Why you shouldn’t lend out your debit card to a friend

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Sally Herigstad is a certified public accountant and the author of “Help! I Can’t Pay My Bills: Surviving a Financial Crisis” (St. Martin’s Press, 2006). She writes “To Her Credit,” a weekly reader Q&A column about issues involving women, credit and debt, for CreditCards.com, and also wrote for MSN Money, Interest.com and Bankrate.com, and has guested on Martha Stewart Radio and other programs.

Ask a question.


QuestionDear To Her Credit,
I have a friend of mine who asked me for my
debit card. She wants to use it because she wants to add funds to an account to
talk to an inmate she’s not supposed to talk to according to the law. My
question is, can I get in trouble for letting her borrow the card? – Lorraine


Answer


Dear Lorraine,
Yes, you can get in trouble. You can get in trouble letting
someone use your debit card even without the criminal justice system being
involved. Here are a few things that can go wrong:

  • Your friend can lose your card. If she does,
    she’ll be embarrassed – perhaps too embarrassed to tell you right away so you can
    cancel the card.
  • She can neglect to pay you back for the phone
    calls. Even a small amount can be frustrating when she assumes you can wait to
    get repaid. With a debit card, the money comes out right now. It’s not like a
    credit card that gives you until next month to pay. A few lengthy phone calls,
    and you may not have enough money in your bank account to buy gas or groceries.
  • She can have an “emergency” and use your card
    for something else. It happens all the time. Her car breaks down, her cat needs
    surgery, or the inmate needs legal fees paid. Your debit card is in her hand. A
    friend who is willing to borrow your card to break the law is a friend who could
    use your card without hesitation whenever she can rationalize doing so.
  • You could get in trouble for facilitating a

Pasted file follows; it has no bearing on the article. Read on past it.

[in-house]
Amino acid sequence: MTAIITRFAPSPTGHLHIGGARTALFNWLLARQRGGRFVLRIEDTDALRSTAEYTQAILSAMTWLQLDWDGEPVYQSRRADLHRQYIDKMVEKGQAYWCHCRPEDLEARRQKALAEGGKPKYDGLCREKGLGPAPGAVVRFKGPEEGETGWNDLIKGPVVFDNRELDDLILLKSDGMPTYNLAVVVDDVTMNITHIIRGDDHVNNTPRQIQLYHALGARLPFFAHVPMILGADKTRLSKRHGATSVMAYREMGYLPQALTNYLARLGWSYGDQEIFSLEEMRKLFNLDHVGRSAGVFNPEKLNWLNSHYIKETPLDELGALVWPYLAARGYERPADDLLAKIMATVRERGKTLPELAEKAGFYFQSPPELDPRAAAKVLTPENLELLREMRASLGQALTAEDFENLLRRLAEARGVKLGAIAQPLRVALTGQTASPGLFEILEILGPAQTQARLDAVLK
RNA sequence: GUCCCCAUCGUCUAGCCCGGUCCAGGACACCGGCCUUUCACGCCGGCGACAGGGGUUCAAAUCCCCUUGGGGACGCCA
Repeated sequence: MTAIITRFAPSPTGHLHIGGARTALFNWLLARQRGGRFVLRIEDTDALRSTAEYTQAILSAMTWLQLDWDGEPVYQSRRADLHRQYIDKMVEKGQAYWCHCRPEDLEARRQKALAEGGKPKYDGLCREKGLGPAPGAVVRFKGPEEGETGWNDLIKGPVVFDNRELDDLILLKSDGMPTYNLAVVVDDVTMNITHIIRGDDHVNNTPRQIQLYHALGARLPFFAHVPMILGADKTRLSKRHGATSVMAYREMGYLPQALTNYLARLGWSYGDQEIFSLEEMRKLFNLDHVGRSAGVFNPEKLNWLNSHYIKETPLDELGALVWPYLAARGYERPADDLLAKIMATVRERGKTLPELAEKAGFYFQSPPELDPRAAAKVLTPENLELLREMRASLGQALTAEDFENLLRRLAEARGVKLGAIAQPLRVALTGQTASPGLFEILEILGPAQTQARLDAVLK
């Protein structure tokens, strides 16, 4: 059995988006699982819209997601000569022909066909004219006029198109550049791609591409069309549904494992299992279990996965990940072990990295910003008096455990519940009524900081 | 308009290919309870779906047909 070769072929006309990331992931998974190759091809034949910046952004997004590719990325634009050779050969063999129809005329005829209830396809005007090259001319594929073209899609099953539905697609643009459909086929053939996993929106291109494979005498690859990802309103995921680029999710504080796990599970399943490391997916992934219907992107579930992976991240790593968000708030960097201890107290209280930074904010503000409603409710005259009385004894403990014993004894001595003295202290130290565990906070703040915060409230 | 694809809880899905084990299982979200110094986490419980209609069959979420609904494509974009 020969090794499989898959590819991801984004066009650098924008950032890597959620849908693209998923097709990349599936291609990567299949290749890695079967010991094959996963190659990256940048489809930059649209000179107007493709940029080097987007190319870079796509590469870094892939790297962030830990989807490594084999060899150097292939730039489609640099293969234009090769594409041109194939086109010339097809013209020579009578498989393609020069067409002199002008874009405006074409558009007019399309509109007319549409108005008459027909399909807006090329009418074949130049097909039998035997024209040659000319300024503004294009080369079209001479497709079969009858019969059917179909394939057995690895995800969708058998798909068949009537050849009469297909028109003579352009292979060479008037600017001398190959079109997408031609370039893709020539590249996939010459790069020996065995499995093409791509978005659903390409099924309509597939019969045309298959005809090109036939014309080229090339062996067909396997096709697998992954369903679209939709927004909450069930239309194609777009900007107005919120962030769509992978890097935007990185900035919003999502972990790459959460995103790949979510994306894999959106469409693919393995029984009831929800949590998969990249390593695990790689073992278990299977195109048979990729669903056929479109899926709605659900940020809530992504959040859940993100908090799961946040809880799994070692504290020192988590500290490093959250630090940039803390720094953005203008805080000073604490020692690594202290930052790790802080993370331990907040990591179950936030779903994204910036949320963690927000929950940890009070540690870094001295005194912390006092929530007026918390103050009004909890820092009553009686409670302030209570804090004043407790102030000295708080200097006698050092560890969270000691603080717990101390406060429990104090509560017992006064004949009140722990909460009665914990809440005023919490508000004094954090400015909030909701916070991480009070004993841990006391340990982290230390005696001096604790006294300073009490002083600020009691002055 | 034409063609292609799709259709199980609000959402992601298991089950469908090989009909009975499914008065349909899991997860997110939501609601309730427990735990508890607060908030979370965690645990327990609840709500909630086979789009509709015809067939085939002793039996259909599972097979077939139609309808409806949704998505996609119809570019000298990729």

conversation that is against the law. I don’t know why she and the inmate are
    not allowed to talk, but you are better off respecting the law. Inmates can be
    prohibited from calling people who work in the correctional system or the
    victims of their crimes, for example. You should stay far, far away from
    getting yourself involved in such a situation, no matter how sorry you feel for
    your friend.
  • You’ll never really know if the card will truly
    be used just one time. With a debit card, she could take a picture of your card
    with her phone, or write down the numbers, and stash it away. Two months from
    now, she could see something online that she needs and whip out your
    information again.
  • If your card is lost, misused or anything else
    goes wrong, your finances and good name can suffer. For example, if she uses
    your card for more money than you expected, you may not be able to pay your
    rent, or your rent check could bounce. You may fall behind on your car
    payments. Your credit report is trashed, your shelter and transportation are
    jeopardized, and you pay late charges and other fees everywhere. It could take
    years to recover from such a disaster.
  • If you give her permission to use the card and
    she misuses it, the bank may choose not step in to help if you knowingly gave her your
    card to use.

I would never, ever ask my friends or relatives if I could
borrow their debit cards. None of them have ever asked me for such a favor.
It’s not that we don’t trust each other; we know we do. (In fact, people who
demand you trust them are often the last people you should trust.) Passing debit cards around is just a bad idea. Save
yourself the grief and worry, and keep your debit card in your control at all
times.


See related: Debit card fraud can leave you in a lurch, Is sharing your credit card ever OK?




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